Last Updated on 17. July 2021 by Oliver
Marillion’s Fish Years deluxe editions will soon be complete. The new edition of the second album, Fugazi from 1984, will be released on September 10th.
The disc is somehow the “ugly duckling” in the band’s discography, as it was exactly between debut (Script For A Jester’s Tear / 1983) and breakthrough (Misplaced Childhood / 1985). And for the Marillion fans of the first hour, for whom only the time with Fish counts, there is only one true classic anyway: Clutching At Straws, the last work with the charismatic Scotsman on the microphone, who recently ended his long solo career.
Fish’s exuberant lyrics stand out
I would also describe album #4 as the creative climax of the neo-proggers, but I also think Fugazi is great. The second album was the first I ever heard from Marillion. 1984 – long, long ago – I was fascinated by the cover of Mark Wilkinson and then the exuberant lyrics by Derek W. Dick – aka Fish. Nowadays they remind me of the dark visions of Peter Hammill. Like this text excerpt here from the title piece.
Of course, there are also good reasons not to like fugazi. You can tell from the album the great pressure the group was under at the time. The record company EMI wanted to have a successor to the debut as soon as possible, preferably with a single that could also land in the charts.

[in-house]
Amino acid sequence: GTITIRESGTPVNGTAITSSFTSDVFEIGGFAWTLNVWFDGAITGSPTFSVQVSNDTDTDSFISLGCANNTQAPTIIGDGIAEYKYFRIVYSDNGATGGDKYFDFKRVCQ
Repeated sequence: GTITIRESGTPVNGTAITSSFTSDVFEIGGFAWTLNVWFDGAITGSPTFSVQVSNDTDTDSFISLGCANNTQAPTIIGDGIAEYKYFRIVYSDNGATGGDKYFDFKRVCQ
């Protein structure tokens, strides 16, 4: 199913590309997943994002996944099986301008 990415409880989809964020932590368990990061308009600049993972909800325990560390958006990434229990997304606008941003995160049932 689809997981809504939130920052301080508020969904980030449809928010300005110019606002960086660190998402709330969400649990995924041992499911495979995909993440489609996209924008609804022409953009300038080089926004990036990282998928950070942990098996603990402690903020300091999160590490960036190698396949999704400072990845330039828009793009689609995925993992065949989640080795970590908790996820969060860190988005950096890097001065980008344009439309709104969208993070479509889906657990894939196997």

That was “Punch & Judy”, and despite the very interesting text about a relationship in which, for once, the man is downright terrorized by his partner, the song is pretty insignificant. “Jigsaw”, on the other hand, is dangerously close to kitsch, especially in the chorus. So a total of two pieces that would have been dumped if there had been CD players or streaming services in 1984.
Fugazi production was disappointing in 1984
On the record, however, you had to endure the failures and instead were annoyed about the poor production by Nick Tauber. The bass lacks any naturalness, the high tones tug at the hearing organ. In short: the record shows at all times the short period in which it was made in the studio.
That’s why I’m very curious to see whether the new edition can eliminate the technical errors of the original. Because compositionally, the disc was completely up to date with the exception of the two mentioned songs, as evidenced by the aggressive opener “Assassing” or the eight and a half minute “Incubus”, which is in no way inferior to the ingenious title song in terms of lyrical quality.
Bluray contains a live recording and a Fugazi documentary
The deluxe edition by Fugazi will be released as a 4LP or 3CD / Bluray version with lots of bonus material, including a previously unpublished live recording from June 20, 1984 in the Spectrum in Montréal/Canada. In addition to the new stereo mix and a documentary about the adventurous story of how it came about, there is also a 5.1 version at the Bluray. Here it will be interesting to hear what the sound engineers were able to get out of the old master tapes. The “Script” edition was a bit of a disappointment in terms of surround sound, whereas the other two albums from the Fish years with their new multi-channel mix were able to convince across the board.
I gradually lost interest in the other releases of the band after Fish left in 1989. “Seasons End” (1990) with the then new singer Steve Hogarth was still strong, as most of the compositions were from the Fish era. After that it was unfortunately no longer the band that I had come to know and love in the 1980s. The exception: the ingenious concept album “Brave” (1997), which was also given a great 5.1 mix in a deluxe version. Be sure to listen to it!